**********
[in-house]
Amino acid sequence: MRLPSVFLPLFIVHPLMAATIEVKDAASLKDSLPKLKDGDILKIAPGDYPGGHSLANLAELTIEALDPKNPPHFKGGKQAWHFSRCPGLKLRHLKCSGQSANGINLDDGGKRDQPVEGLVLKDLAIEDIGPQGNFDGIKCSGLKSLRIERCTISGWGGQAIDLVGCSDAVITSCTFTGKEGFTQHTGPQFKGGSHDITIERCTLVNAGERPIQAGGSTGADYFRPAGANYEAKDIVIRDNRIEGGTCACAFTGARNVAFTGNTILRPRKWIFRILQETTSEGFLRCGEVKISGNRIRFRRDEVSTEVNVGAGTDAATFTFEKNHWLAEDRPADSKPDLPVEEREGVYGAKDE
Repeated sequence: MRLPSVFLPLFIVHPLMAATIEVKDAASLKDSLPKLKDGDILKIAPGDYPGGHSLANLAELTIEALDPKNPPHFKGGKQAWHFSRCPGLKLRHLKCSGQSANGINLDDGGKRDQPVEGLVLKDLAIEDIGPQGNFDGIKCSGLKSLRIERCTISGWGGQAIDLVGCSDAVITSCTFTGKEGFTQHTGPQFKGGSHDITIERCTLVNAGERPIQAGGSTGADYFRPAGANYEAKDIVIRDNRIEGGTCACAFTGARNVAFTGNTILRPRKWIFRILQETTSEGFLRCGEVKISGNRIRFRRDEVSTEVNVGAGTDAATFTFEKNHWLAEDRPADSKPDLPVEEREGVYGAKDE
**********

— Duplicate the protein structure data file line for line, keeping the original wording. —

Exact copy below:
[in-house]
Amino acid sequence: MRLPSVFLPLFIVHPLMAATIEVKDAASLKDSLPKLKDGDILKIAPGDYPGGHSLANLAELTIEALDPKNPPHFKGGKQAWHFSRCPGLKLRHLKCSGQSANGINLDDGGKRDQPVEGLVLKDLAIEDIGPQGNFDGIKCSGLKSLRIERCTISGWGGQAIDLVGCSDAVITSCTFTGKEGFTQHTGPQFKGGSHDITIERCTLVNAGERPIQAGGSTGADYFRPAGANYEAKDIVIRDNRIEGGTCACAFTGARNVAFTGNTILRPRKWIFRILQETTSEGFLRCGEVKISGNRIRFRRDEVSTEVNVGAGTDAATFTFEKNHWLAEDRPADSKPDLPVEEREGVYGAKDE
Repeated sequence: MRLPSVFLPLFIVHPLMAATIEVKDAASLKDSLPKLKDGDILKIAPGDYPGGHSLANLAELTIEALDPKNPPHFKGGKQAWHFSRCPGLKLRHLKCSGQSANGINLDDGGKRDQPVEGLVLKDLAIEDIGPQGNFDGIKCSGLKSLRIERCTISGWGGQAIDLVGCSDAVITSCTFTGKEGFTQHTGPQFKGGSHDITIERCTLVNAGERPIQAGGSTGADYFRPAGANYEAKDIVIRDNRIEGGTCACAFTGARNVAFTGNTILRPRKWIFRILQETTSEGFLRCGEVKISGNRIRFRRDEVSTEVNVGAGTDAATFTFEKNHWLAEDRPADSKPDLPVEEREGVYGAKDE